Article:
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Courtesy Reuters

It was the best of times, it was the worst of times." What Dickens wrote of the last quarter of the 18th century fits the present period all too well. The quest for a world structure that secures peace, advances human rights and provides the conditions for economic progress-for what is loosely called world order-has never seemed more frustrating but at the same time strangely hopeful.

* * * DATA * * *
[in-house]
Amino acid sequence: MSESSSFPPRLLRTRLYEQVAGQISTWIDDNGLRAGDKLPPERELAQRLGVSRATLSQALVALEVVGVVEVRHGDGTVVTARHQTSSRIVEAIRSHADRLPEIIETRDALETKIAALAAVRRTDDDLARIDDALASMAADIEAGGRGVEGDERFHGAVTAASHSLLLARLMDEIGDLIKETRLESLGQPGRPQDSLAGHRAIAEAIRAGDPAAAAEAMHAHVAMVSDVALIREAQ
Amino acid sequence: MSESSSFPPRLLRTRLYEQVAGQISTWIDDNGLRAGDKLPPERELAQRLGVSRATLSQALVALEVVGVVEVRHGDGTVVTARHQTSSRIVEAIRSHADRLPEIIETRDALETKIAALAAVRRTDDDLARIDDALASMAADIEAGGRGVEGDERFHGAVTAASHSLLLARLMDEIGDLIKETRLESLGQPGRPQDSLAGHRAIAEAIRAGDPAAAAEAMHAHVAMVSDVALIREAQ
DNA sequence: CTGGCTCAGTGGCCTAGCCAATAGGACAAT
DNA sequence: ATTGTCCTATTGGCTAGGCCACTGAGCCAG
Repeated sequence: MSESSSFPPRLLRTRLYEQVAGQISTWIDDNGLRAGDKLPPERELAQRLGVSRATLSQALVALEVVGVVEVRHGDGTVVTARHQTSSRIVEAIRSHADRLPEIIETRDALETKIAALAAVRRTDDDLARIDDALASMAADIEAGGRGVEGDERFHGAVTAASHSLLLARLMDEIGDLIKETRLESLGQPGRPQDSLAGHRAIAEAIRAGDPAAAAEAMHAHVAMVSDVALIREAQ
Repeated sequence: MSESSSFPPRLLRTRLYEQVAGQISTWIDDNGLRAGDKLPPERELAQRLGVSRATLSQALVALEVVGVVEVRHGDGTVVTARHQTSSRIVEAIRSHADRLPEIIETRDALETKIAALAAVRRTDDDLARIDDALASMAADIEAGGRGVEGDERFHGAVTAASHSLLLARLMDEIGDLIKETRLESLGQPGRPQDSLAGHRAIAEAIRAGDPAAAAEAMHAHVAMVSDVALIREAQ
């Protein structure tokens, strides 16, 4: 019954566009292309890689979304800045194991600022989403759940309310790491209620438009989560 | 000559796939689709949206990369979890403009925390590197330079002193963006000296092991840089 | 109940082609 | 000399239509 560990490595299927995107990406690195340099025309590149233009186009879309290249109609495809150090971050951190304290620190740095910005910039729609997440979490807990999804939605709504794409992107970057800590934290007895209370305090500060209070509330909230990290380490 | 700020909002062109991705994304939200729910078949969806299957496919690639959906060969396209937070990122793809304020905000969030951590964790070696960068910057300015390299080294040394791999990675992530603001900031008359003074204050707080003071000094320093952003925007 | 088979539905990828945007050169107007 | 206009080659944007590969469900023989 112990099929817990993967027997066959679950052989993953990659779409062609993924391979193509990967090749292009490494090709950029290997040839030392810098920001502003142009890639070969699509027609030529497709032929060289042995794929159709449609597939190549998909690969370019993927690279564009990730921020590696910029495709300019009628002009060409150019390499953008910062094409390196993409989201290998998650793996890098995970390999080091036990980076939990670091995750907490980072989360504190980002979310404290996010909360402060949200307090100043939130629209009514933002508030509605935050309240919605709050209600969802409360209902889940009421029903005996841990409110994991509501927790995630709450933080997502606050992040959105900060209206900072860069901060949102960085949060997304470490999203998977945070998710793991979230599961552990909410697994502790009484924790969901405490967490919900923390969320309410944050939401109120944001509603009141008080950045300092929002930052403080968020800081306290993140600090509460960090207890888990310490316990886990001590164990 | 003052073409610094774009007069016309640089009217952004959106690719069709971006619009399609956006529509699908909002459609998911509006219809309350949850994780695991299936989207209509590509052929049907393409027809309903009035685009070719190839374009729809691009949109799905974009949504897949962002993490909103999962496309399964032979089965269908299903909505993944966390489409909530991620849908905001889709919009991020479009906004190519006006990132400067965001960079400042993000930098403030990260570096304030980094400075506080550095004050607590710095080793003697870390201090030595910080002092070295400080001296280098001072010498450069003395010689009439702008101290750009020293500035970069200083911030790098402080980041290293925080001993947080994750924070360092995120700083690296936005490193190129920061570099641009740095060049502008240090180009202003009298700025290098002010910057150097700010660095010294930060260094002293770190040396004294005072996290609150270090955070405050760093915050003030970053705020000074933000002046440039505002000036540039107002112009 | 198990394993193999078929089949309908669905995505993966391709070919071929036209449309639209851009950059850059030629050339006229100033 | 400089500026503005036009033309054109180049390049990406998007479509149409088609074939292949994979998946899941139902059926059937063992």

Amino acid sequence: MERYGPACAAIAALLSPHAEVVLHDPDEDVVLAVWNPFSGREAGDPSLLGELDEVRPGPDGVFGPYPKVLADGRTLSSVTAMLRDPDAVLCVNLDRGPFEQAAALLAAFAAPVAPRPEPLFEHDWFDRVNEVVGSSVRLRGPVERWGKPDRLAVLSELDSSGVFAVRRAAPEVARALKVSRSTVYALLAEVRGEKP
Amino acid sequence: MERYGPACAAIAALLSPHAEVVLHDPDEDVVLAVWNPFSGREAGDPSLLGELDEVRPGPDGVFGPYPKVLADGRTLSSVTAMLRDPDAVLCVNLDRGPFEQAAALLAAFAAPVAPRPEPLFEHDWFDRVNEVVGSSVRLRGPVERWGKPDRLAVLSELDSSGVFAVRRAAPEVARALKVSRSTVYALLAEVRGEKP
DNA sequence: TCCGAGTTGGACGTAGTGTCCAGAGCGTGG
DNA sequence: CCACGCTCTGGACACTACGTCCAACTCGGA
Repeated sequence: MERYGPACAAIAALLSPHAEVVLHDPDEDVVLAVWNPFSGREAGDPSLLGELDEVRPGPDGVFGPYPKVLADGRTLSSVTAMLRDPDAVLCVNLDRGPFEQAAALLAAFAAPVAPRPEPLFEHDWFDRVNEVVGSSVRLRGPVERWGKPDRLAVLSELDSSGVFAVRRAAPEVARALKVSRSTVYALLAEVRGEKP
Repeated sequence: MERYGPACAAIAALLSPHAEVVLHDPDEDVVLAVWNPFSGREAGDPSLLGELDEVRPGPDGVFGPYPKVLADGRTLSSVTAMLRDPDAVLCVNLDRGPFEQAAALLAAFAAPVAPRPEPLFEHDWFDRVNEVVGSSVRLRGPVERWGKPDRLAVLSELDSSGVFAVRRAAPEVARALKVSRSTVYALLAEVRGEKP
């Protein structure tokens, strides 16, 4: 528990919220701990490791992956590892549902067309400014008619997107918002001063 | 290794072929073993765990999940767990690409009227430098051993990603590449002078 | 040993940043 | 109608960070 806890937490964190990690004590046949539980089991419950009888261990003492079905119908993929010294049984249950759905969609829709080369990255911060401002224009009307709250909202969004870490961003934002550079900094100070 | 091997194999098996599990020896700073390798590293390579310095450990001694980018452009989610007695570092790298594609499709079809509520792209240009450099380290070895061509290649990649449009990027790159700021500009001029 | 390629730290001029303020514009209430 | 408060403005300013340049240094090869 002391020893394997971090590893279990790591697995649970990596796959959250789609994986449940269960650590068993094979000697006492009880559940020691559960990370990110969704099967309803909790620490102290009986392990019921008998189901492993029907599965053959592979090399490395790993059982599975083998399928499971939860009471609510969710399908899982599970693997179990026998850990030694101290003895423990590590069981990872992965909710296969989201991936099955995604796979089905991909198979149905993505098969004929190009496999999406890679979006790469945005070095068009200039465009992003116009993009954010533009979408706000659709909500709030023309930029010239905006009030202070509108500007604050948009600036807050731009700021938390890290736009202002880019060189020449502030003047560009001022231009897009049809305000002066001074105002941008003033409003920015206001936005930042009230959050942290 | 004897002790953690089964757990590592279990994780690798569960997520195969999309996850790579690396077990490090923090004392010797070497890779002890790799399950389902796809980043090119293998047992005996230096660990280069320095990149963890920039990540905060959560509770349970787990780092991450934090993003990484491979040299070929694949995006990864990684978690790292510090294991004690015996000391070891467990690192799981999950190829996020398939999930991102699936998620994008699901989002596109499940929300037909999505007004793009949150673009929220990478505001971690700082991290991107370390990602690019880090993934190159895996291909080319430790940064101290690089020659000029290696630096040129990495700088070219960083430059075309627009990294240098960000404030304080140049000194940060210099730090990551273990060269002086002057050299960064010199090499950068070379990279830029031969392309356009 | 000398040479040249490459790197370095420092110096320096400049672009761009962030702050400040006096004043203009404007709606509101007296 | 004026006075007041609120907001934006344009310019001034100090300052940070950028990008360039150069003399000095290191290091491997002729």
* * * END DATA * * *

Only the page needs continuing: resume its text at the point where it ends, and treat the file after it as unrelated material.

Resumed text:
Certainly the gap has never loomed larger between the objectives and the capacities of the international organizations that were supposed to get mankind on the road to world order. We are witnessing an outbreak of shortsighted nationalism that seems oblivious to the economic, political and moral implications of interdependence. Yet never has there been such widespread recognition by the world's intellectual leadership of the necessity for coöperation and planning on a truly global basis, beyond country, beyond region, especially beyond social system. Never

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